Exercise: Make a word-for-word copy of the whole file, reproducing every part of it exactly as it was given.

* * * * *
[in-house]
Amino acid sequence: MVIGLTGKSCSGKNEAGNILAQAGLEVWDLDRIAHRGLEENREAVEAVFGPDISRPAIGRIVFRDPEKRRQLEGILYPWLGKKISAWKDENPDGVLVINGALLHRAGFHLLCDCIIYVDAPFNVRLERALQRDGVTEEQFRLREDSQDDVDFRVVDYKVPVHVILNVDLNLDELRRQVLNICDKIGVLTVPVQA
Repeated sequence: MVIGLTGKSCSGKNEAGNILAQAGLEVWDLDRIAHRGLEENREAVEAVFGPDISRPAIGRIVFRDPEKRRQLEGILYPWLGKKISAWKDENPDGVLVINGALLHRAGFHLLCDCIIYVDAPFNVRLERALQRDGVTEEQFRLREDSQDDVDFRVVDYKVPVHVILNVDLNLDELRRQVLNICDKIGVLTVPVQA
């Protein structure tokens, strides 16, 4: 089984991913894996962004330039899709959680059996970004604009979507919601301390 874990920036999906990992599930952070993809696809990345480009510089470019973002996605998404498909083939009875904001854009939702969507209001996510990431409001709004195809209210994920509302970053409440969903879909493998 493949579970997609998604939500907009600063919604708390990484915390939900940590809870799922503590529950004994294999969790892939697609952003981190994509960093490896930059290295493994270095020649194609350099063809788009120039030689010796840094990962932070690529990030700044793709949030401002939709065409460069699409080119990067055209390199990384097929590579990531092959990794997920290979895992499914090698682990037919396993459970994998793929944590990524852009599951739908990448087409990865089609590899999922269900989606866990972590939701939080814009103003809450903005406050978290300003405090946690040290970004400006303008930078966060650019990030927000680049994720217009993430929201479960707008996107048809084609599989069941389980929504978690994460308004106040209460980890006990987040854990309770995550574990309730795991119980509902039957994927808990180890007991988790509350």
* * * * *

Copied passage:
[in-house]
Amino acid sequence: MVIGLTGKSCSGKNEAGNILAQAGLEVWDLDRIAHRGLEENREAVEAVFGPDISRPAIGRIVFRDPEKRRQLEGILYPWLGKKISAWKDENPDGVLVINGALLHRAGFHLLCDCIIYVDAPFNVRLERALQRDGVTEEQFRLREDSQDDVDFRVVDYKVPVHVILNVDLNLDELRRQVLNICDKIGVLTVPVQA
Repeated sequence: MVIGLTGKSCSGKNEAGNILAQAGLEVWDLDRIAHRGLEENREAVEAVFGPDISRPAIGRIVFRDPEKRRQLEGILYPWLGKKISAWKDENPDGVLVINGALLHRAGFHLLCDCIIYVDAPFNVRLERALQRDGVTEEQFRLREDSQDDVDFRVVDYKVPVHVILNVDLNLDELRRQVLNICDKIGVLTVPVQA
């Protein structure tokens, strides 16, 4: 089984991913894996962004330039899709959680059996970004604009979507919601301390 874990920036999906990992599930952070993809696809990345480009510089470019973002996605998404498909083939009875904001854009939702969507209001996510990431409001709004195809209210994920509302970053409440969903879909493998 493949579970997609998604939500907009600063919604708390990484915390939900940590809870799922503590529950004994294999969790892939697609952003981190994509960093490896930059290295493994270095020649194609350099063809788009120039030689010796840094990962932070690529990030700044793709949030401002939709065409460069699409080119990067055209390199990384097929590579990531092959990794997920290979895992499914090698682990037919396993459970994998793929944590990524852009599951739908990448087409990865089609590899999922269900989606866990972590939701939080814009103003809450903005406050978290300003405090946690040290970004400006303008930078966060650019990030927000680049994720217009993430929201479960707008996107048809084609599989069941389980929504978690994460308004106040209460980890006990987040854990309770995550574990309730795991119980509902039957994927808990180890007991988790509350």